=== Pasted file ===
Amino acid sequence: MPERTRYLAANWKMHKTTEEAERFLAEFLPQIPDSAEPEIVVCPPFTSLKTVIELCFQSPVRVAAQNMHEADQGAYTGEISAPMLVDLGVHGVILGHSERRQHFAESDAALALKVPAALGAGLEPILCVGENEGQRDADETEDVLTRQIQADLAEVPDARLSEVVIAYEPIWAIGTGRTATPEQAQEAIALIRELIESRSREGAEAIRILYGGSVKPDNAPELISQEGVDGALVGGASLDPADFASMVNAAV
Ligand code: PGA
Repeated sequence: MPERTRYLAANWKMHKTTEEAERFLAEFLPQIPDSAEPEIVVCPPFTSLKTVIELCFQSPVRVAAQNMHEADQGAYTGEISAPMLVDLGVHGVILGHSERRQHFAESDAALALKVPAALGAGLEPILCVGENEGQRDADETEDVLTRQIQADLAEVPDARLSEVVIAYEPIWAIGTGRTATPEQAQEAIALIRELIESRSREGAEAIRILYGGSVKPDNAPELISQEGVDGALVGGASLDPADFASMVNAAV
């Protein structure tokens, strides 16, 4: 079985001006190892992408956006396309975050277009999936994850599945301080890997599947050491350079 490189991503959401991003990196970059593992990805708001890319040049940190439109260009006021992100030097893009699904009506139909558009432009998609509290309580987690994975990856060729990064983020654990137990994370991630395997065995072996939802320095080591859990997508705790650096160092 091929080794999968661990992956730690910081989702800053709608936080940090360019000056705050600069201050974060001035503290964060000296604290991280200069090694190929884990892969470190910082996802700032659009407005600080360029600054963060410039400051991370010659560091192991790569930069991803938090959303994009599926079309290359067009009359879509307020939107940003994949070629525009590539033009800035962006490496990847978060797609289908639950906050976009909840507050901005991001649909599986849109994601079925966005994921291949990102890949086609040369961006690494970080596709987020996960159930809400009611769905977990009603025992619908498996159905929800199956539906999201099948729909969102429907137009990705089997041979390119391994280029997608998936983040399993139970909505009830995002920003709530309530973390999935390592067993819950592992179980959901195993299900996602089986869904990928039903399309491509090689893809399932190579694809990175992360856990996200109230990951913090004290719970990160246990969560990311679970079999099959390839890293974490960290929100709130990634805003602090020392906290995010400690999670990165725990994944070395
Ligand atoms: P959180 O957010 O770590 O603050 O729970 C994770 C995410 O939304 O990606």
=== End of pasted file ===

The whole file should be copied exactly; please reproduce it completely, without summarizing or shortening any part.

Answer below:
Amino acid sequence: MPERTRYLAANWKMHKTTEEAERFLAEFLPQIPDSAEPEIVVCPPFTSLKTVIELCFQSPVRVAAQNMHEADQGAYTGEISAPMLVDLGVHGVILGHSERRQHFAESDAALALKVPAALGAGLEPILCVGENEGQRDADETEDVLTRQIQADLAEVPDARLSEVVIAYEPIWAIGTGRTATPEQAQEAIALIRELIESRSREGAEAIRILYGGSVKPDNAPELISQEGVDGALVGGASLDPADFASMVNAAV
Ligand code: PGA
Repeated sequence: MPERTRYLAANWKMHKTTEEAERFLAEFLPQIPDSAEPEIVVCPPFTSLKTVIELCFQSPVRVAAQNMHEADQGAYTGEISAPMLVDLGVHGVILGHSERRQHFAESDAALALKVPAALGAGLEPILCVGENEGQRDADETEDVLTRQIQADLAEVPDARLSEVVIAYEPIWAIGTGRTATPEQAQEAIALIRELIESRSREGAEAIRILYGGSVKPDNAPELISQEGVDGALVGGASLDPADFASMVNAAV
């Protein structure tokens, strides 16, 4: 079985001006190892992408956006396309975050277009999936994850599945301080890997599947050491350079 490189991503959401991003990196970059593992990805708001890319040049940190439109260009006021992100030097893009699904009506139909558009432009998609509290309580987690994975990856060729990064983020654990137990994370991630395997065995072996939802320095080591859990997508705790650096160092 091929080794999968661990992956730690910081989702800053709608936080940090360019000056705050600069201050974060001035503290964060000296604290991280200069090694190929884990892969470190910082996802700032659009407005600080360029600054963060410039400051991370010659560091192991790569930069991803938090959303994009599926079309290359067009009359879509307020939107940003994949070629525009590539033009800035962006490496990847978060797609289908639950906050976009909840507050901005991001649909599986849109994601079925966005994921291949990102890949086609040369961006690494970080596709987020996960159930809400009611769905977990009603025992619908498996159905929800199956539906999201099948729909969102429907137009990705089997041979390119391994280029997608998936983040399993139970909505009830995002920003709530309530973390999935390592067993819950592992179980959901195993299900996602089986869904990928039903399309491509090689893809399932190579694809990175992360856990996200109230990951913090004290719970990160246990969560990311679970079999099959390839890293974490960290929100709130990634805003602090020392906290995010400690999670990165725990994944070395
Ligand atoms: P959180 O957010 O770590 O603050 O729970 C994770 C995410 O939304 O990606």